We manage to arrive on Isla Colon at the exact perfect moment to watch the Independence Day Parade. The streets were swarming with people- everyone from every island had come to congregate on Isla Colon for the evening. The parade was made up of at least five separate groups of baton twirlers/drum lines [each with their own distinctive outfits], and in between each group, random guys would be walking around spraying fire from a can [seriously], or lighting off fireworks in the middle of the crowd- one batch of pyromaniacs lit theirs off so close to us, I could feel the hot ash raining down. The atmosphere was incredibly festive, and the music was so invigorating I don't think any of us stopped bobbing to the beat the entire two and a half hours we stood there. Our group definitely stood out- some of the only foreigners, and consistently exclaiming about something in the parade. We were probably just as interesting a spectacle for the Panamanians as the performers....
Eventually it got late enough that we needed food- fast. We searched the main road for a cheap rotisserie chicken place that had been recommended to us, and after successfully annoying the workers [mainly thanks to Kain's "chicken dance" while attempting to convey his order...], we sat down to the best chicken I can remember having. Ever. The delicious French fries that accompanied the meal didn't hurt, either. Having satisfied our bellies, we wandered back up the street to catch the parade's finale, in the process simultaneously meeting another group of travelers and losing Kevin. After pacing the streets shouting "Kevin from Switzerland!" at the top of our lungs for 20 unsuccessful minutes, we gave up looking for him [<- terrible travel buddies, I know], and headed to a local bar/dance club. [Hey, Kevin eventually made his way there as well, so it all turned out okay. Stop with the guilting.]
Ended up seeing most of the others from Aqua Lounge at the bar, and we danced insanely for a few hours. Hot, sweaty, crowded- and so much fun. Eventually Lindsay and I headed back to the hostel, though, to try and get some sleep before our tour
Yes I Will Lounge on a Catamaran for Seven Hours
^That's exactly what Lindsay and I did from 9:00am-4:00pm on Saturday. With a bit of dolphin watching [I saw one's back] and snorkeling [for, like, 20 minutes] thrown in. But the day was spent mostly sunbathing [and burning] on a catamaran. We lucked out with the weather- apparently it was the first gloriously sunny day in over a week. Success!
Saturday evening Lindsay and I showered and headed into town for an early dinner. We had okay sushi, but really delicious martinis, so overall dinner was good ;) Then we headed back to Aqua Lounge because that's where the big party was going to be. Plus it was Ladies' Night, which in Latin America means free drinks for girls for an hour. I ended up heading back to Isla Colon for about an hour with Jordan and Yotom- searching for an Internet cafe for Yotom- and we made it back to the hostel at the very end of Ladies' Night [literally, we arrived at 10:33pm, when free drinks were supposed to end at 10:30pm]. But somehow I managed to squeeze in getting three free drinks- two of which I gave to the guys, no worries Mom.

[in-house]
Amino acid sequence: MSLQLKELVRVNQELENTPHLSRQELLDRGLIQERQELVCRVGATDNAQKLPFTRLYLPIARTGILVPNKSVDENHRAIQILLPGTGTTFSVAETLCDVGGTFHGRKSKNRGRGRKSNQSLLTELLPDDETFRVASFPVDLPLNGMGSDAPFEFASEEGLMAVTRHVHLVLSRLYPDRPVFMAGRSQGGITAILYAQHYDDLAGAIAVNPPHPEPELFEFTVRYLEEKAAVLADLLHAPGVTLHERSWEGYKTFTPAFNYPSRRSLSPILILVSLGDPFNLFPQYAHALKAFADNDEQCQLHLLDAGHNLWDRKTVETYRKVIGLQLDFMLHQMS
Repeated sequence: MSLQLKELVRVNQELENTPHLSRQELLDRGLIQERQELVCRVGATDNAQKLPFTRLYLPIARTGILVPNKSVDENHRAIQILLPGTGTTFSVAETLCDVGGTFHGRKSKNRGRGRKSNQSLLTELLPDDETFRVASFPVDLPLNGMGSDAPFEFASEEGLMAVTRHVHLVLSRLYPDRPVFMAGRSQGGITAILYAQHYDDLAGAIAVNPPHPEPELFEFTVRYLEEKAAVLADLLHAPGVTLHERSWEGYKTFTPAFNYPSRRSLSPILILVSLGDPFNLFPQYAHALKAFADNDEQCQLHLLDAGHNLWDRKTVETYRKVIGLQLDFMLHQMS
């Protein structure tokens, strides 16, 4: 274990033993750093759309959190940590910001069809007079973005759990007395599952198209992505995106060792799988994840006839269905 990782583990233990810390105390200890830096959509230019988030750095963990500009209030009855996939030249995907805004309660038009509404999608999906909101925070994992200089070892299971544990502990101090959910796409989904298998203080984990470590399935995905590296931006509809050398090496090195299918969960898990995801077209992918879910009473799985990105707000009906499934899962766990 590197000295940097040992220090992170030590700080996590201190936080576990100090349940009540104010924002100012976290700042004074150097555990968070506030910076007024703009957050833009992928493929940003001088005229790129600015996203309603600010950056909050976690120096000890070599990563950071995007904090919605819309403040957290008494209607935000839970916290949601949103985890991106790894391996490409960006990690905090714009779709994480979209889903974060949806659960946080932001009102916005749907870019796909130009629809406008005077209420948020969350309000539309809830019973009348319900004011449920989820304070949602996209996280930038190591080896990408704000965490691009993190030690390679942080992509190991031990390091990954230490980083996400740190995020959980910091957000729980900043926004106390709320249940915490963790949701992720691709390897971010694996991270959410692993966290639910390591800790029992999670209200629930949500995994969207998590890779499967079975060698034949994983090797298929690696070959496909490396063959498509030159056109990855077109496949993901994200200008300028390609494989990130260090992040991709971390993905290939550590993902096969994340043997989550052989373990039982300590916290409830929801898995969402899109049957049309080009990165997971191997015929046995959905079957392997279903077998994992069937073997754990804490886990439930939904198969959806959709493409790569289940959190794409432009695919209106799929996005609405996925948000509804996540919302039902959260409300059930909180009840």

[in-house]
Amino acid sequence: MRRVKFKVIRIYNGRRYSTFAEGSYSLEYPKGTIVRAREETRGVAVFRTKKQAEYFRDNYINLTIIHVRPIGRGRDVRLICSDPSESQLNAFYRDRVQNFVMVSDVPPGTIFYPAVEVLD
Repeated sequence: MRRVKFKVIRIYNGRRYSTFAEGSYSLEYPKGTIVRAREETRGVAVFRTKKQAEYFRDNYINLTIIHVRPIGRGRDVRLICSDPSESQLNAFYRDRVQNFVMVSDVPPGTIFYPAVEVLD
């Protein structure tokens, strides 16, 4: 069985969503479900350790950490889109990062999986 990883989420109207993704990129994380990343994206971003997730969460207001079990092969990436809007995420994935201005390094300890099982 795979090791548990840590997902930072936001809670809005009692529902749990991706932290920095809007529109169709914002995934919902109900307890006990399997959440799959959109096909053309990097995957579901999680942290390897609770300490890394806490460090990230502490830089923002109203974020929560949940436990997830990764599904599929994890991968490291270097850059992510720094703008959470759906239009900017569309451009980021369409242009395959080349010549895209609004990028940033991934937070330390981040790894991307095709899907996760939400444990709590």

Saturday night was essentially a repeat of Friday- but much more fun, for some reason. Lots of dancing, meeting people, good music, etc. The bar closed at 3:00am and all non-guests were kicked out, but the rest of us staying at the hostel continued to hang out. I ended up crawling into bed around 5:00am, while Lindsay didn't come into the dorm until 6:20am- 20 minutes before we had to wake up to catch our ferry back to Costa Rica.... We both were feeling really great when the alarm went off at 6:45am.
Home Again, Home Again, Jiggety Jig
Ferry to dock, shuttle to border, second shuttle to Puerto Viejo, just missed early bus to San Jose, waited for five hours until 4:00pm for bus to the capital, waited at sketchy station until 10:00pm for bus back to Atenas. Was asleep before head hit the pillow, and waking up Monday was brutal.
I feel like our trip to Bocas del Toro was my favorite because it had all the aspects of what traveling should be like. Parades, fireworks, music, dancing, delicious & cheap food, fun people to group up with, gorgeous scenery, late nights, and a bit of relaxation, just for kicks. In one word: amazing.
And did I mention we went to PANAMA???